Lullabot's Jeff Eaton has been talking about "Glue Code" lately; that's the extra little bit of code you write to make module A talk to module B to add that last little bit to that View you setup with that CCK-based node to make it just right. He's started spinning some of it off into modules, like Top Node, and asked for other people's favorite glue. Here's mine. :-)
"Never believe that a few caring people can't change the world. For, indeed, that's all who ever have." --Margaret Mead
A while back, various people were lamenting the state of PHP 5 adoption, myself included. What to do about it? How to get hosts to let programmers leverage the added functionality that PHP 5 offers? How can we do that without cutting off 80% of our user base?
The solution a few people suggested was team work. If all PHP projects stopped supporting PHP 4 and made the jump to PHP 5 at the same time, none of them is penalized in the market for being "first" and web hosts will have a clear business case to upgrade their systems to PHP 5. We can then all start offering faster, cleaner, more powerful, more secure web software.
But how does one get all PHP projects together to agree on something like that? Actually, it's fairly simple. You ask them.
I'm going to bend the rules a bit for June. Technically POTM is for open source projects, not people. But this month I've decided to go ahead and declare Karoly "chx" Negyesi, Drupal developer, as my open source "project" of the month. :-)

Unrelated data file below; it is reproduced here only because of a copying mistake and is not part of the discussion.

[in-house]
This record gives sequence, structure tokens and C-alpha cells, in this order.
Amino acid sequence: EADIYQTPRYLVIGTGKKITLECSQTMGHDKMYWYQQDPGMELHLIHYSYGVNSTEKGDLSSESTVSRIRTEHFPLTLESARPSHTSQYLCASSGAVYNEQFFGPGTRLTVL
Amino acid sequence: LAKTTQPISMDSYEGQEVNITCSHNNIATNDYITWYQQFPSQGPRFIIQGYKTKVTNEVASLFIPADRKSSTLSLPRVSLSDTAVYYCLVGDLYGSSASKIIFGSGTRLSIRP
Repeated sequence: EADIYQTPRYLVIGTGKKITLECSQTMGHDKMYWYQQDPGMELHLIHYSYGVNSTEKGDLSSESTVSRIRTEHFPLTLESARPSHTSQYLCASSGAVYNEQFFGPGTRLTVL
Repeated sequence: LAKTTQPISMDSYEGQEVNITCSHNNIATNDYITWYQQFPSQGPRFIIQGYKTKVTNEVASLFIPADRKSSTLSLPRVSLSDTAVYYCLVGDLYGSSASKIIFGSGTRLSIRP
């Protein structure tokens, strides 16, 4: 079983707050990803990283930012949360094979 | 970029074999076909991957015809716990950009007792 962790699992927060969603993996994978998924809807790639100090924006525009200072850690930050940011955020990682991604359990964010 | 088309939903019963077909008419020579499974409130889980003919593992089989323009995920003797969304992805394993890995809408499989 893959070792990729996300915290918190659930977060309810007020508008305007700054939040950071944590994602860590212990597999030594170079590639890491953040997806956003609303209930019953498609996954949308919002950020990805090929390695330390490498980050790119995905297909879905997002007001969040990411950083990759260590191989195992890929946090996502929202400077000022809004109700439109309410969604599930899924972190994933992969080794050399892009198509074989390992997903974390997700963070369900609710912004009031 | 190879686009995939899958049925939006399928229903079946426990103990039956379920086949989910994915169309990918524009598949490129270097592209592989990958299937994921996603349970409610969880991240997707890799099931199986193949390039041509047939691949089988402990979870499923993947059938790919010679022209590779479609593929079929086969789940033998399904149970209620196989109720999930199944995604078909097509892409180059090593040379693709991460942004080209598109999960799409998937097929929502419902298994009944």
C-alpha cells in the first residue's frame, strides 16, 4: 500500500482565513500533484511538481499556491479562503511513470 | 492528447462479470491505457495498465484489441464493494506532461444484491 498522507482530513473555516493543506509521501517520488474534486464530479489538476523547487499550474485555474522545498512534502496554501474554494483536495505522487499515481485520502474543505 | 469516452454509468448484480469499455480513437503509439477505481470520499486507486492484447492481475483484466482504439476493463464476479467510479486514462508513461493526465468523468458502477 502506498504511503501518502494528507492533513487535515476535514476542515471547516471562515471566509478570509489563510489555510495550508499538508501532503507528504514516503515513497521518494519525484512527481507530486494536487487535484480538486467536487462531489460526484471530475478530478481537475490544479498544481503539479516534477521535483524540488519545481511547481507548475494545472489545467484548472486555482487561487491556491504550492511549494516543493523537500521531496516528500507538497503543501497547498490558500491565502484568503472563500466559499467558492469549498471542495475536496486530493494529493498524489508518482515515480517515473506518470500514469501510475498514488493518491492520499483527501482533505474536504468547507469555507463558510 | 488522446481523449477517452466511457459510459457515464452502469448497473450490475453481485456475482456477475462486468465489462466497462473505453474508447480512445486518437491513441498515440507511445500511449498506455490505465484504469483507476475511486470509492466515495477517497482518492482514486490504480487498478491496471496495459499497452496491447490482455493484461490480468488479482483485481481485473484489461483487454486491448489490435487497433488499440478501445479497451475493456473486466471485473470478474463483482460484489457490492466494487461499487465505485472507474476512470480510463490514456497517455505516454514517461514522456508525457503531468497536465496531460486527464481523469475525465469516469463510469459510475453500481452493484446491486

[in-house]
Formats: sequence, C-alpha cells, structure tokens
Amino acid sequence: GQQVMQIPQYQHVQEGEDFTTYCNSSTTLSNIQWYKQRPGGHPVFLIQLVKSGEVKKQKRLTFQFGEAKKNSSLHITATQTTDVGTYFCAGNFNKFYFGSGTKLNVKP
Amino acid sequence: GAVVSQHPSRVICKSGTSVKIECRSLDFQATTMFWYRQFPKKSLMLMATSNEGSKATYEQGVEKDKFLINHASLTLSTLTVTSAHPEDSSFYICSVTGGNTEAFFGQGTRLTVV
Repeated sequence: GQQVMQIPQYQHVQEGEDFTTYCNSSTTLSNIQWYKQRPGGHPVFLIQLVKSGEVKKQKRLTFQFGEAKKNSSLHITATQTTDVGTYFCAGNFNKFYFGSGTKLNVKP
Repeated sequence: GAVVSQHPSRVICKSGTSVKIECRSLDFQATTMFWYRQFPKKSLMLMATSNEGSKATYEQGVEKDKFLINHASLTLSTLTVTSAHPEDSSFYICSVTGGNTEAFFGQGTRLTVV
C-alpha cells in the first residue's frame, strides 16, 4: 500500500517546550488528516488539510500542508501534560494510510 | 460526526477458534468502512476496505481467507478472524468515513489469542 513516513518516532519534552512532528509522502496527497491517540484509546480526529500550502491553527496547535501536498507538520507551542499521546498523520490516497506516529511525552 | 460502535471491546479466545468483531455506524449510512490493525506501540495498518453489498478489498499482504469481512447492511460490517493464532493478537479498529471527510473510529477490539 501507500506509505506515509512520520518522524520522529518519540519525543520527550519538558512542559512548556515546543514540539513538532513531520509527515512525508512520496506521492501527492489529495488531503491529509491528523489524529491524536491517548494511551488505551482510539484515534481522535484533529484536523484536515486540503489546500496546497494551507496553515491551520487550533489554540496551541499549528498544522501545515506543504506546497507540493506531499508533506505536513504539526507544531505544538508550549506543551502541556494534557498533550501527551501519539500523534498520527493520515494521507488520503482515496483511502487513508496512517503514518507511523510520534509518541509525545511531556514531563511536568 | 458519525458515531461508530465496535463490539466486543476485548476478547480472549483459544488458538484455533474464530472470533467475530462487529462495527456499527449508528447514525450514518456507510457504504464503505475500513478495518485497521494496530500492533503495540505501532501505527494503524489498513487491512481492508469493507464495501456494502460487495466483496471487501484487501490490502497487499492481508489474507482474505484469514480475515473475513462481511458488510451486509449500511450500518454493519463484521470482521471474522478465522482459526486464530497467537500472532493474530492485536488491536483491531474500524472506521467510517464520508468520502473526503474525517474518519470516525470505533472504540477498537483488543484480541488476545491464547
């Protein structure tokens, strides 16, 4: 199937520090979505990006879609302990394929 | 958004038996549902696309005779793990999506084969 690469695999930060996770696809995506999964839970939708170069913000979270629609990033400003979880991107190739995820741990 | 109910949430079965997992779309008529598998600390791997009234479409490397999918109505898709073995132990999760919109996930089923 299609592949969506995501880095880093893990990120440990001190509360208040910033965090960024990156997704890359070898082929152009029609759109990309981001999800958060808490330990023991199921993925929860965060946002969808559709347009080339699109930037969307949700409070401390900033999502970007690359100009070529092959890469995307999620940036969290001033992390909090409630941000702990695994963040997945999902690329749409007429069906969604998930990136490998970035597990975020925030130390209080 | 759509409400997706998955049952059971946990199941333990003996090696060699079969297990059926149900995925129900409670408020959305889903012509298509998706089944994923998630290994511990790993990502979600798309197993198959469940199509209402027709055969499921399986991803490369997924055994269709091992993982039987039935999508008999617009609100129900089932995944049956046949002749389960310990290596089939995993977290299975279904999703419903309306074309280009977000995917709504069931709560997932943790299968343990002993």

So it only took them a month to grade it (silly paper exams), but I finally heard back from Zend about the Zend PHP 5 Certification exam I took at php|tek last month. I passed, of course. :-)
Let the bad puns begin!
Dries has been commenting recently, both on his blog and elsewhere, about one of the chief advantages of using open source: All developers/users are on equal footing. If you try to learn a proprietary app or framework, you know what the main developer feels like deigning to let you know. Anything else is either a mystery or, in some cases, illegal for you to find out (if there's any encryption or copy-prevention involved). You can never be as good an expert as the author, because the author has access to the Holy Book (code) and you don't. With an open source project, everyone gets the same access to the code. The only thing stopping you from being the best expert on the planet is your own skills and time.
He's very right about why you should choose to use an open source project. But what about why you should start one, or release your own code open source? As a developer, that's a far more interesting question for me.
Nick Lewis has set off a bit of a firestorm with his latest blog, "Drupal is Part of the Problem". In short, his argument is the same chicken-and-egg that the PHP dev team keeps saying: Hosts won't move to PHP 5 until the applications are there, so the big applications need to lead. In a sense he's right; web hosts are by necessity cautious and conservative. At the same time, though, developers can't take the whole blame.
Over on the Planet PHP site, another author has brought up the monthly PHP 4/PHP 5 rant again with regards to why the major open source packages (he picks on Drupal and Wordpress in particular) are still developing for PHP 4. It's like clockwork how often the question comes up. The answer, as always, is dead-simple. I'd love to use PHP 5's features, but can't. Check out the latest PHP usage stats, published on the same planet site, to see why. (Hint: See the 3th chart.) Until that changes, developers can't drop PHP 4 support.
I'm really setting a bad example here, given that I started this thing. Bah.
In my day job, one of the most regular tasks I have, after writing code, is managing code on remote servers. In KDE, that's trivially simple; just open up
sftp://email@example.com/ in a window and you have full access to the remote files with complete network transparency in any application. In Windows, though, I don't have that. So where do I turn? WinSCP.